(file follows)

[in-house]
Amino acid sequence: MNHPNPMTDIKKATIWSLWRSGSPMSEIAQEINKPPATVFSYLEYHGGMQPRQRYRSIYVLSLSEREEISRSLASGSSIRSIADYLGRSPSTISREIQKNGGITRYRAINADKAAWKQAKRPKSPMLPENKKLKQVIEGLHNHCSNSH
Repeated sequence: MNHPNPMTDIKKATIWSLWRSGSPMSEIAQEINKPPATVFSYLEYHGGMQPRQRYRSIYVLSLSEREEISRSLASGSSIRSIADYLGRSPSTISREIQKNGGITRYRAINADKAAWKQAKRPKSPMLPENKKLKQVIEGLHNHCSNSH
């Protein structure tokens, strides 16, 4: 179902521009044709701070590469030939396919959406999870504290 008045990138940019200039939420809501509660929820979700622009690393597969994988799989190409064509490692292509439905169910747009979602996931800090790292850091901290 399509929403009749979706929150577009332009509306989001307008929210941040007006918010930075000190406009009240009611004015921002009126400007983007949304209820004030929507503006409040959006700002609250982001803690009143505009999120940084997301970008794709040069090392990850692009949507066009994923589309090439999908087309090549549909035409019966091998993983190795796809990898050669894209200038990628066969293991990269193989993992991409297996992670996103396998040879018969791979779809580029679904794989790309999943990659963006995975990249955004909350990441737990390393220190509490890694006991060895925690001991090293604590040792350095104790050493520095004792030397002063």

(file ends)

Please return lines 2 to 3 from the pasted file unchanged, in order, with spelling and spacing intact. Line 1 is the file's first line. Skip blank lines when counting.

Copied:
Amino acid sequence: MNHPNPMTDIKKATIWSLWRSGSPMSEIAQEINKPPATVFSYLEYHGGMQPRQRYRSIYVLSLSEREEISRSLASGSSIRSIADYLGRSPSTISREIQKNGGITRYRAINADKAAWKQAKRPKSPMLPENKKLKQVIEGLHNHCSNSH
Repeated sequence: MNHPNPMTDIKKATIWSLWRSGSPMSEIAQEINKPPATVFSYLEYHGGMQPRQRYRSIYVLSLSEREEISRSLASGSSIRSIADYLGRSPSTISREIQKNGGITRYRAINADKAAWKQAKRPKSPMLPENKKLKQVIEGLHNHCSNSH